Anaheim and the Angels could meet for stadium negotiations

Owner Arte Moreno plans to talk with the new Anaheim Mayor Ashleigh Aitken

Anaheim Angels owner Arte Moreno, Anaheim mayor Ashleigh Aitken and Angels Stadium (City of Anaheim, Getty, CrispyCream27/CC BY-SA 4.0/via Wikimedia Commons, Jemill/Public domain/via Wikimedia Commons)
Anaheim Angels owner Arte Moreno, Anaheim mayor Ashleigh Aitken and Angels Stadium (City of Anaheim, Getty, CrispyCream27/CC BY-SA 4.0/via Wikimedia Commons, Jemill/Public domain/via Wikimedia Commons)

Angels owner Arte Moreno said he plans to meet with the new Anaheim Mayor Ashleigh Aitken in the next few weeks, the Los Angeles Times reported.

Last May, the OC city killed a $320 million deal with Moreno that allowed him to build an urban village around Angel Stadium and keep his professional baseball team in town for decades.

Despite a whiff of public corruption and one resigned mayor over the collapsed deal

Moreno declined to say whether he would consider a third round of stadium negotiations with a city that twice within the past decade told him he had a deal over the 152-acre stadium property.

“They have a new administration,” Moreno told reporters in Arizona. “And we’re going to work with that administration. We’ve been there a long time. And we’ll see what happens.”

Moreno has all the leverage, thanks to former Mayor Harry Sidhu, who resigned after an FBI agent had claimed he handed city secrets to the Angels in the hope of securing a million-dollar campaign contribution from the team. Sidhu has denied the allegation.

The team owner is under no obligation to do anything, even as the city covets development and tax revenue from a parking lot the city itself has failed to develop for more than half a century.

Sidhu hurriedly pushed the City Council to reinstate the Angels’ lease as a Plan B if negotiations with Moreno to buy the land collapsed, but neither the mayor nor the city’s public statements shared that with Anaheim residents.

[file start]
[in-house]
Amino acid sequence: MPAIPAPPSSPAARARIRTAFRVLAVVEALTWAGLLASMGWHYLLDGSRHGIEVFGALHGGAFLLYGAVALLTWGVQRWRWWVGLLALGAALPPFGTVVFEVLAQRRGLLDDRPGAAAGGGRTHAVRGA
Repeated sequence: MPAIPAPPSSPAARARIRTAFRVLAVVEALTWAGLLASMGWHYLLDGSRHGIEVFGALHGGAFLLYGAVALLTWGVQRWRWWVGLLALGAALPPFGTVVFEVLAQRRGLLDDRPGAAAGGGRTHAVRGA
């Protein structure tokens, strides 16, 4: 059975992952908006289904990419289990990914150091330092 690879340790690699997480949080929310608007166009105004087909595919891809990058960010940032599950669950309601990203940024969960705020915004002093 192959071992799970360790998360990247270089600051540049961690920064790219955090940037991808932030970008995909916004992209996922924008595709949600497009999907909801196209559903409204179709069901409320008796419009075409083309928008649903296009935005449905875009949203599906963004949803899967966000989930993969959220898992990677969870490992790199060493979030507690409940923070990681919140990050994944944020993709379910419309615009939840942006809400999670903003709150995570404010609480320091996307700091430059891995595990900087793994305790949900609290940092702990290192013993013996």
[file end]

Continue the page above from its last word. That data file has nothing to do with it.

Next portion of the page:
Had Sidhu not offered that insurance to the Angels, the city would have had the hammer, because the lease would have run out.

Instead, the city is now faced with a team permitted to decide whether the lease ends in 2029, 2032, 2035 or 2038, and thus empowered to restrict the city’s ability to build on the site for another 15 years.

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For Anaheim, that would appear to be the worst of both worlds, according to the Times. The city has to wait for Moreno to decide what to do with its prize parcel of real estate, and Moreno still could move the team, or sell to someone else who would.

“I can’t imagine a future in Anaheim without the Angels,” Aitken told The Times. “As a lifelong fan and season-ticket holder, I think they’re an important part of our history and our city. I think we can craft a deal that is mutually beneficial to the residents and taxpayers of Anaheim, and to the Angels.”

In April, the city plans to hire a firm to evaluate the condition of the 58-year-old stadium and provide recommendations for upkeep and upgrades, after which the council and the Angels might spar over whom should pay for the hundreds of millions in costs.

The city also commissioned an independent investigation amid the FBI probe that generated the allegations against Sidhu and fraud convictions against the president of the Anaheim Chamber of Commerce. 

One of the investigators told the City Council last month he suspected “more indictments will be coming in the coming months.”

The city also faces continued stadium-related litigation over alleged violations of the Brown Act, which demands the public’s business be done with transparency. 

Anaheim and the Angels could start stadium negotiations from scratch. Or they could put the deal that died last year back on the table, this time with transparency, and with public hearings that inform the council rather than just fill time before a preordained vote.

Aitken, who had once called that agreement “a corrupt, no-bid deal.” said she was “not committed” to that plan, although she said she would be willing to consider it as a basis to start talks with the Angels.

“I will be very happy to talk to them and do a current analysis of the deal and see,” Aitken said. “I bet we have more common ground than we disagree on.”

— Dana Bartholomew

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